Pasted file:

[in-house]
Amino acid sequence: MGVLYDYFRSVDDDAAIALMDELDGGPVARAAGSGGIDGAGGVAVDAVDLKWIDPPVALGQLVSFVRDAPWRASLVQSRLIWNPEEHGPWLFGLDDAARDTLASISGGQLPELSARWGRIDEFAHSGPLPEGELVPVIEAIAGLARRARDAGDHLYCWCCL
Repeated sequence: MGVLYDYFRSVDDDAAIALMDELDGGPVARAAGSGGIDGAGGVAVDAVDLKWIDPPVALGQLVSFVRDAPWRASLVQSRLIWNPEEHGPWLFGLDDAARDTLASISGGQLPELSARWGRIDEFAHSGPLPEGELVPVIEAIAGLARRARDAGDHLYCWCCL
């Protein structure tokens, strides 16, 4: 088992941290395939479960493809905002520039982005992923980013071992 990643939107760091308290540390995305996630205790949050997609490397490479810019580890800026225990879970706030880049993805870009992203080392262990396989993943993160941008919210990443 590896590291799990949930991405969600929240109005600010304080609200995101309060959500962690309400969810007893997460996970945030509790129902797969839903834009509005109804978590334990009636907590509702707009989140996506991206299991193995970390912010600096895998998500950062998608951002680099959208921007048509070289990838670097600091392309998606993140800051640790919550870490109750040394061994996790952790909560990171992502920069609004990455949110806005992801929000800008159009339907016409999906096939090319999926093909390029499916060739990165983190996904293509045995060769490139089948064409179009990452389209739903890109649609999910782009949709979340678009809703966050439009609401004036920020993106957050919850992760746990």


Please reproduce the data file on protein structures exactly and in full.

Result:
[in-house]
Amino acid sequence: MGVLYDYFRSVDDDAAIALMDELDGGPVARAAGSGGIDGAGGVAVDAVDLKWIDPPVALGQLVSFVRDAPWRASLVQSRLIWNPEEHGPWLFGLDDAARDTLASISGGQLPELSARWGRIDEFAHSGPLPEGELVPVIEAIAGLARRARDAGDHLYCWCCL
Repeated sequence: MGVLYDYFRSVDDDAAIALMDELDGGPVARAAGSGGIDGAGGVAVDAVDLKWIDPPVALGQLVSFVRDAPWRASLVQSRLIWNPEEHGPWLFGLDDAARDTLASISGGQLPELSARWGRIDEFAHSGPLPEGELVPVIEAIAGLARRARDAGDHLYCWCCL
């Protein structure tokens, strides 16, 4: 088992941290395939479960493809905002520039982005992923980013071992 990643939107760091308290540390995305996630205790949050997609490397490479810019580890800026225990879970706030880049993805870009992203080392262990396989993943993160941008919210990443 590896590291799990949930991405969600929240109005600010304080609200995101309060959500962690309400969810007893997460996970945030509790129902797969839903834009509005109804978590334990009636907590509702707009989140996506991206299991193995970390912010600096895998998500950062998608951002680099959208921007048509070289990838670097600091392309998606993140800051640790919550870490109750040394061994996790952790909560990171992502920069609004990455949110806005992801929000800008159009339907016409999906096939090319999926093909390029499916060739990165983190996904293509045995060769490139089948064409179009990452389209739903890109649609999910782009949709979340678009809703966050439009609401004036920020993106957050919850992760746990």